Do you eat more when you’re stressed?
Do you keep eating after you’re full?
Do you eat to find comfort and to feel better?
Is food ever a reward for you?
Does food make you feel safe?
Do you ever feel like food controls you?
Do you eat when you’re bored?
If you answered yes to many of these, you’re probably an emotional eater.
Emotional eating is using food to fill emotional needs rather than to satisfy hunger. It becomes your primary coping mechanism when you’re angry, sad, bored or tired. Often, emotional hunger hits suddenly and is accompanied by a negative emotion. You eat mindlessly to soothe yourself, and that usually leads to feelings of guilt and shame.
Maybe you’ve never thought about eating in this way; most people don’t.
But what brings about this connection between food and emotion?
One big way our brains tie emotion to food is through advertising. Food companies work hard to connect the two. Because people rely on emotions to make brand decisions, most viral ads rely heavily on emotional content such a friendship, warmth, inspiration, and happiness. Our brains begin to make those connections, and we believe that if we eat certain foods, we will experience positive emotions.
Think about the Coca Cola company for a minute. Throughout the years, they’ve been telling us that their products will bring happiness with slogans such as “Have a Coke and a smile,” “Life Tastes Good,” and “Open Happiness.” Because few people question these “truths,” we buy their products and believe that we are happier, even though sodas are chock-full of sugar and chemicals, and they can lead to obesity and diabetes.
And have you ever thought about the term “Happy Meal”? Come to McDonald’s. Eat this meal. Be happy.
The result of this kind of marketing? We start to believe that if we go without a certain food or eating habit, we can’t be happy anymore. I can’t tell you how many times I have heard, “I can’t give up sugar!”
So where does all of this emotional eating lead?
The feelings that trigger emotional eating don’t go away after you consume the food.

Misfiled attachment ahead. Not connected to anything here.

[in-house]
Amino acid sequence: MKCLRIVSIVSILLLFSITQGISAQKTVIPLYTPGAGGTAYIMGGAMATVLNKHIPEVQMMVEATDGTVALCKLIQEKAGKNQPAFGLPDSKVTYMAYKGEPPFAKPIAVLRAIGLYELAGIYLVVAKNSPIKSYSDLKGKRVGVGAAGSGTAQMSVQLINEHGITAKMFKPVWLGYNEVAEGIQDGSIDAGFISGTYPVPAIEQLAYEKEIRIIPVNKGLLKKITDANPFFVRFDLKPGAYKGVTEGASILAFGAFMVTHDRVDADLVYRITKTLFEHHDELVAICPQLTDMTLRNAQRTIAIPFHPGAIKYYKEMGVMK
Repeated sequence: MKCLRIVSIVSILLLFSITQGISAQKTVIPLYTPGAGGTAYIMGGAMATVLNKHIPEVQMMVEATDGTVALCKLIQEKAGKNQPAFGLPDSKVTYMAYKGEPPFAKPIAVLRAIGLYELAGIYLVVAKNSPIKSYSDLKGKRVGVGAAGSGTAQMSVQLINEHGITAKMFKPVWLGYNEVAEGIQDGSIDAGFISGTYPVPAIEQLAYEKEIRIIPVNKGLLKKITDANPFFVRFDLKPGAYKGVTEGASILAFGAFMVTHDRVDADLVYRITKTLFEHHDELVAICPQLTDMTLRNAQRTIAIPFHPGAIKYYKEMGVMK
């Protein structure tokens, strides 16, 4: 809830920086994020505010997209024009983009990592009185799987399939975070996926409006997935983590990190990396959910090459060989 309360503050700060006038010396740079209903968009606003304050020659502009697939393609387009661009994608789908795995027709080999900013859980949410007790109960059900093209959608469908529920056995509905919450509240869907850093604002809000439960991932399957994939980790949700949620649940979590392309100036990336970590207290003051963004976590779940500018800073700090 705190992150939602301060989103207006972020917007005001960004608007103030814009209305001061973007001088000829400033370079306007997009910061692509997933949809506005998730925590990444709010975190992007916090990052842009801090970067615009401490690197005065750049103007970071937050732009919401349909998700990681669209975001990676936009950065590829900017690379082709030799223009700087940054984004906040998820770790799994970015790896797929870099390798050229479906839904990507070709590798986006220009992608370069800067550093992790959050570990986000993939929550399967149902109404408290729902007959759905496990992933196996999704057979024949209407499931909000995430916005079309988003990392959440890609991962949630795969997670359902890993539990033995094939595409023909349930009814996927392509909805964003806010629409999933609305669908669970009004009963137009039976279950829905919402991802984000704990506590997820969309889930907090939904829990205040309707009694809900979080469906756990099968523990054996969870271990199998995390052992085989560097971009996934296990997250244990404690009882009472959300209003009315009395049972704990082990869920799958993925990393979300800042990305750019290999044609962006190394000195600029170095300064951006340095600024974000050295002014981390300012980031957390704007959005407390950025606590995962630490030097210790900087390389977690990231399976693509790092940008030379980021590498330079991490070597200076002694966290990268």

Eating for comfort is a temporary fix. While you mindlessly down the doughnuts, you think you feel better, but when the food is gone, the feeling goes with it. So what do you do next? Get more food. You find yourself becoming addicted to this way of numbing the pain, so you want it more and more.
Let’s say your sadness comes from feeling lonely. You just wish you had someone to spend time with you and love you. But you don’t, so you grab that tub of ice cream and mindlessly eat it while you binge-watch the latest popular show on Netflix. When that ice cream is gone and you’ve reached the last episode in the series, you’re still lonely. You haven’t fixed anything. You haven’t faced your problem.
Emotional eating causes you to gain weight and/or become unhealthy.
Your body is made to tell you loud and clear when it needs more energy. Physical hunger is how you know it’s time to refuel. Eating based on emotional hunger causes you to take in too many calories because you don’t stop eating when your body is full. And when you take in more than you burn off, you gain weight.
Another aspect of this is that, usually, the types of foods you choose when you eat for comfort aren’t exactly the best, healthiest choices. We have created a term in America, “comfort food,” and it seems to be acceptable to eat things like ice cream, pastries, and french fries when we want to feel better. There is evidence that suggests that junk food desensitizes the pleasure center of your brain, causing you to eat more and more unhealthy food, searching for the euphoric feeling that food can bring. Another study found that fatty foods affect the brain in much the same was as cocaine and heroin.